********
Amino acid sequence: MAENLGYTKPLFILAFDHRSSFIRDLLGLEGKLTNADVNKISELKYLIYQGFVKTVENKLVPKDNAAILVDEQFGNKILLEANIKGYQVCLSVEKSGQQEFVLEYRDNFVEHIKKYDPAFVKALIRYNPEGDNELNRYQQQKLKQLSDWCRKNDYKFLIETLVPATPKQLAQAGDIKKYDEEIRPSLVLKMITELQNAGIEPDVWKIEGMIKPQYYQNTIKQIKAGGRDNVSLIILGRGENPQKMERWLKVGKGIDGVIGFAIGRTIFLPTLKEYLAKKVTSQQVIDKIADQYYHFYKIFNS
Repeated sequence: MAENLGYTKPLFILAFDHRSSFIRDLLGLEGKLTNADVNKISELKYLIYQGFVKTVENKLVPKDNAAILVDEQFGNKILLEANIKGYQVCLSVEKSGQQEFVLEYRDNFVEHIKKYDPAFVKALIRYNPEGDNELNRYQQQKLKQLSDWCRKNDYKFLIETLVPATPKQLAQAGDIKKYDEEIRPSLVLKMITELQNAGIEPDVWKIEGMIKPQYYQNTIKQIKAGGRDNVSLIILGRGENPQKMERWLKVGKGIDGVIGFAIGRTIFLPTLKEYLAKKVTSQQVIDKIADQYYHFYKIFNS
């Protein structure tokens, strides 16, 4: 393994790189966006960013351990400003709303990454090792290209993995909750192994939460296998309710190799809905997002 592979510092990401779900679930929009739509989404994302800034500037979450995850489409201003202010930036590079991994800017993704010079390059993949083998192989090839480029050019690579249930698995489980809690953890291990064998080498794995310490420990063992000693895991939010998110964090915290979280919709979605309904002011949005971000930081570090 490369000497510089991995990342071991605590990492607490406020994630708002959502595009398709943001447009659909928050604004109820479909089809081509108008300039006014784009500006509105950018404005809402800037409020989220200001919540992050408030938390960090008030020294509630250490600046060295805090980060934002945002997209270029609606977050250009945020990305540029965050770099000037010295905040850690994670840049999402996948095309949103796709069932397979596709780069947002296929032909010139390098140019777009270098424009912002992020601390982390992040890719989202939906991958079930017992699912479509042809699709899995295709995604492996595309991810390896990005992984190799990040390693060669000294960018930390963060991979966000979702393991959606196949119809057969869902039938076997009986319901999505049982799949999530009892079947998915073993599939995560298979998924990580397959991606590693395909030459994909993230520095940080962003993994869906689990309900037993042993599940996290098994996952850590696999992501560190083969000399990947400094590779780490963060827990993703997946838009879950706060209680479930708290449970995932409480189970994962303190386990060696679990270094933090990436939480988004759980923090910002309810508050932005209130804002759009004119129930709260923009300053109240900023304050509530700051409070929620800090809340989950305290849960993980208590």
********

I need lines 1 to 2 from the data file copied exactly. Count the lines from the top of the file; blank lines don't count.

Amino acid sequence: MAENLGYTKPLFILAFDHRSSFIRDLLGLEGKLTNADVNKISELKYLIYQGFVKTVENKLVPKDNAAILVDEQFGNKILLEANIKGYQVCLSVEKSGQQEFVLEYRDNFVEHIKKYDPAFVKALIRYNPEGDNELNRYQQQKLKQLSDWCRKNDYKFLIETLVPATPKQLAQAGDIKKYDEEIRPSLVLKMITELQNAGIEPDVWKIEGMIKPQYYQNTIKQIKAGGRDNVSLIILGRGENPQKMERWLKVGKGIDGVIGFAIGRTIFLPTLKEYLAKKVTSQQVIDKIADQYYHFYKIFNS
Repeated sequence: MAENLGYTKPLFILAFDHRSSFIRDLLGLEGKLTNADVNKISELKYLIYQGFVKTVENKLVPKDNAAILVDEQFGNKILLEANIKGYQVCLSVEKSGQQEFVLEYRDNFVEHIKKYDPAFVKALIRYNPEGDNELNRYQQQKLKQLSDWCRKNDYKFLIETLVPATPKQLAQAGDIKKYDEEIRPSLVLKMITELQNAGIEPDVWKIEGMIKPQYYQNTIKQIKAGGRDNVSLIILGRGENPQKMERWLKVGKGIDGVIGFAIGRTIFLPTLKEYLAKKVTSQQVIDKIADQYYHFYKIFNS